Got dull and lackluster skin? Sugar scrubs are great for exfoliating, polishing & hydrating skin, leaving gorgeous glowing skin. You will feel like you just stepped out of a luxury spa.
This exfoliating sugar scrub recipe is inexpensive and easy to make. It is made with essential oils for an all-natural aromatherapy scent. This is a delightful sugar scrub to use in your morning shower or bath.
This DIY recipe makes a great gift when packaged in a pretty container and decorative label or gift tag place on it. High-end spas charge up to $30 for these kinds of sugar scrubs, it will cost you only a few dollars to make yourself.
How to Exfoliate Using Sugar Scrubs
Our skin is our most important organ. In its way, the skin is more powerful than a lung, a kidney, and the other organs we commonly name. It is our skin that acts as a protective shield for our entire system. The intricate layers of tissue ensure that infections, bacteria, and other dangers cannot get in to hurt us.
Because our skin is so important to our health, it is continually renewing and replenishing itself. That means that the outer layer of skin we see is actually the dead layer. That’s the layer we’re shedding off, as fresh skin grows from beneath.
The dead skin layer can easily clog pores and cause other problems. It’s important we regularly exfoliate off that dead skin layer so that our body’s immune system can work as healthily as possible.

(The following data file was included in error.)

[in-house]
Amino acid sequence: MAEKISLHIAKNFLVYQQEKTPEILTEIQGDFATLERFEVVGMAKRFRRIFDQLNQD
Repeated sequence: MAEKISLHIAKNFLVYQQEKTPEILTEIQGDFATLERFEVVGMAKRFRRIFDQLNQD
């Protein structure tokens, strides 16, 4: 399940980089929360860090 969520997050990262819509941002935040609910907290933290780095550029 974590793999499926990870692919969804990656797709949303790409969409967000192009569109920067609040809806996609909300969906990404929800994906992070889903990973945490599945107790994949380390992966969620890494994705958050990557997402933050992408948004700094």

What Is Exfoliation?
Exfoliation is the process of gently removing off the dead outer skin layer so that the healthy skin beneath has access to oxygen and other nutrients. The key is to do this in a manner that takes away the dead skin without damaging in any way the lower layers of healthy skin.
The act of exfoliation also stimulates blood circulation beneath and throughout the skin. That ensures more nutrients are brought in to keep the skin healthy and strong.
While there are several techniques to do exfoliation, one of the safest and gentlest is by using a sugar scrub.
What Is A Sugar Scrub?
A sugar scrub is a mixture of sugar with other ingredients which is used to gently rub away at that top layer of dead skin, to encourage it to fall off. It doesn’t harm the lower levels of healthy skin. Part of sugar’s chemical composition includes glycolic acid. This mild form of acid helps encourage that dead skin to separate apart and come off your body.
Also, physically, sugar is made up of granules. The granules aren’t as “spiky” like salt, so if you were to look at a sugar scrub vs a salt scrub, the sugar scrub would be softer on the skin. It would do its job as an exfoliant without damaging the skin’s lower layers. This is especially important if you have sensitive skin.
When to Use a Sugar Scrub?
Most people aim for twice a week with their sugar scrub. That gives the new skin time to grow, mature, and then reach the end of its cycle when it needs to have its own scrub action. The key is to be gentle each time. You are just taking off the very top layer of dead skin. You are giving the new fresh skin beneath its chance to reach oxygen and to do its job of maintaining the body’s health.